Saturday, November 19, 2005

Candling the Kiln

We had a great day today. Julie, Steph, and I went down to The Ceramic Shop in Philadelphia to check out their raku kiln. We met two potters who were firing the kiln, Tom Droppelman and Peter Cunicelli. Julie and I had a great time chatting with them, and Julie got to see the raku process from end-to-end for the first time. Tom had mixed a purple steaked raku glaze that turned copper under reduction. We all talked glazes and clay techniques. Megan, the woman who was running the shop, also gave Steph a piece of clay to play with, which kept her busy while we chatted.

Needless to say, Julie and I were inspired. We went out for a late lunch and a little shopping, and when we got home, we cleaned up the garage, and loaded Figaro, our middle-sized kiln. The lowest shelf has garden tiles and my trout, the second level has my mugs, Julie's salsa bowls, and her batter bowls, and the third level is loaded with dragons and rockets. There is a little clay frog, made by a potter in Seagrove, North Carolina, for Stephanie, which is on the top shelf in the kiln, watching the kiln-sitter for us. We have turned the bottom-most of the three banks of kiln elements to low, and are going to allow the kiln to candle for a couple of hours. This is to force any water that is still mechanically bound with the clay out. The lid of the kiln is propped open with a kiln brick, the peeps are uncovered, and we will slowly turn turn the kiln up tonight and tomorrow.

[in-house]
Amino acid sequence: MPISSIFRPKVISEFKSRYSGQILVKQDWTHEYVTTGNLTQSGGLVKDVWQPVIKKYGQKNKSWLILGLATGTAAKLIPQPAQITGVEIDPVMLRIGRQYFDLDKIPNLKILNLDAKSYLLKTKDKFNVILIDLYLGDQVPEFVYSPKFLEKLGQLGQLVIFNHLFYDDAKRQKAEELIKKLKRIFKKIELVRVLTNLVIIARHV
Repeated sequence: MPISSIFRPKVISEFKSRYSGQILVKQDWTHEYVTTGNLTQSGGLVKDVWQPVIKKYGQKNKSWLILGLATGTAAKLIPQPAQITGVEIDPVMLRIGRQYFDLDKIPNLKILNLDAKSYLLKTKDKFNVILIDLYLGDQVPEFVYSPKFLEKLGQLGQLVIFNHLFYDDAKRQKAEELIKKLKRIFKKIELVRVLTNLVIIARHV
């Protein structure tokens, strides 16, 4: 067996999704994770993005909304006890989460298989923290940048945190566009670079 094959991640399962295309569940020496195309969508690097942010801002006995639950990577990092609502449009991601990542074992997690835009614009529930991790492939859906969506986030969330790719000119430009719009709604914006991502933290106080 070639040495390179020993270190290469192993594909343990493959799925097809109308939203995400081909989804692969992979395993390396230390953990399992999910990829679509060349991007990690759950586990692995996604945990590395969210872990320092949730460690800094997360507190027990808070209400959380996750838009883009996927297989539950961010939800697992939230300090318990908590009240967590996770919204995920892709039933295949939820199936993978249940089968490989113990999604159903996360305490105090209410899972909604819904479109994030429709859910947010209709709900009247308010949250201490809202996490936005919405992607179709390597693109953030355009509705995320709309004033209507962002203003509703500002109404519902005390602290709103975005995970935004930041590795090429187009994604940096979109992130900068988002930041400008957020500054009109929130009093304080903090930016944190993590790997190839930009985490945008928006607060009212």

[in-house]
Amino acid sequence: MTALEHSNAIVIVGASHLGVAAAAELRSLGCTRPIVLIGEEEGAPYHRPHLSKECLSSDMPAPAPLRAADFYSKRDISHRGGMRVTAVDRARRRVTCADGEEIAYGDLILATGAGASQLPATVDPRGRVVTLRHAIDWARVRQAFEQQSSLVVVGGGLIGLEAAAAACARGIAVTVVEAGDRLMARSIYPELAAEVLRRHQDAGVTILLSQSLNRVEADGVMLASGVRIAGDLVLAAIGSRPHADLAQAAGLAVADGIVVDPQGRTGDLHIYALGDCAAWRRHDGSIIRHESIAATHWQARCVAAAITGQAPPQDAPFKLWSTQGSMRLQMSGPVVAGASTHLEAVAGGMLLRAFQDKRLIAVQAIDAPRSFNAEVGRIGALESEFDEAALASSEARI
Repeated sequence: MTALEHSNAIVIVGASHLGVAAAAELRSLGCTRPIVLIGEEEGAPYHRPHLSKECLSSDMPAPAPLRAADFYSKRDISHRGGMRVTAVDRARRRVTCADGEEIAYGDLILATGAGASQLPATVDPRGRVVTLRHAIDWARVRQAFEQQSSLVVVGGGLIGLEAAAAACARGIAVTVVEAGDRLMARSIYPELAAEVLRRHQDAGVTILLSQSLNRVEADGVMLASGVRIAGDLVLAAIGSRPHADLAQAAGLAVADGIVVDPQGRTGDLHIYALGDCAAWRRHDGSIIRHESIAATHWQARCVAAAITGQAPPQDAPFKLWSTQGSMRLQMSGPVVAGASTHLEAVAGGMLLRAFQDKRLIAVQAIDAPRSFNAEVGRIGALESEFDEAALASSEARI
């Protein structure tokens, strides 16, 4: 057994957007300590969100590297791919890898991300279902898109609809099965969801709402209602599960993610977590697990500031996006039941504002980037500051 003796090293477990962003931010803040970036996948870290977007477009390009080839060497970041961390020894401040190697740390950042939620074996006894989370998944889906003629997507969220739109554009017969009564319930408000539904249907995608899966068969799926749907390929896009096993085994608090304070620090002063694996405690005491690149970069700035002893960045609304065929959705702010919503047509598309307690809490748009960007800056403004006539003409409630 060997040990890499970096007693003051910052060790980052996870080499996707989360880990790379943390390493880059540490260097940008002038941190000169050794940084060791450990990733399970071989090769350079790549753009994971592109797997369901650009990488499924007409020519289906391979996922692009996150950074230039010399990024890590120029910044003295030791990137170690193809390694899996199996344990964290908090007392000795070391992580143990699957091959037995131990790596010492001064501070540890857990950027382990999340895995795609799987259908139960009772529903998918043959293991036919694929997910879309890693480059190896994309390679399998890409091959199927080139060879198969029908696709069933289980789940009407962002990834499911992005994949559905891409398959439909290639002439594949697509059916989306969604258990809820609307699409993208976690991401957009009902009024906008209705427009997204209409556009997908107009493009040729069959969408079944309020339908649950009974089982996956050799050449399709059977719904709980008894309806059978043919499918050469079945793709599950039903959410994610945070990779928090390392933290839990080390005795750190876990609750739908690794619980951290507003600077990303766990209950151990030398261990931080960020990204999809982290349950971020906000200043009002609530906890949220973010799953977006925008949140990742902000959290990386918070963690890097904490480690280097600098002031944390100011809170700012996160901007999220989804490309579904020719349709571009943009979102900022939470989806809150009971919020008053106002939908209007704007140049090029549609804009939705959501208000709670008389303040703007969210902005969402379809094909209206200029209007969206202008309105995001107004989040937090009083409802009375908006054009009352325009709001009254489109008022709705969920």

It only took seven months since the wiring was finished, but we are finally doing our first bisque fire.


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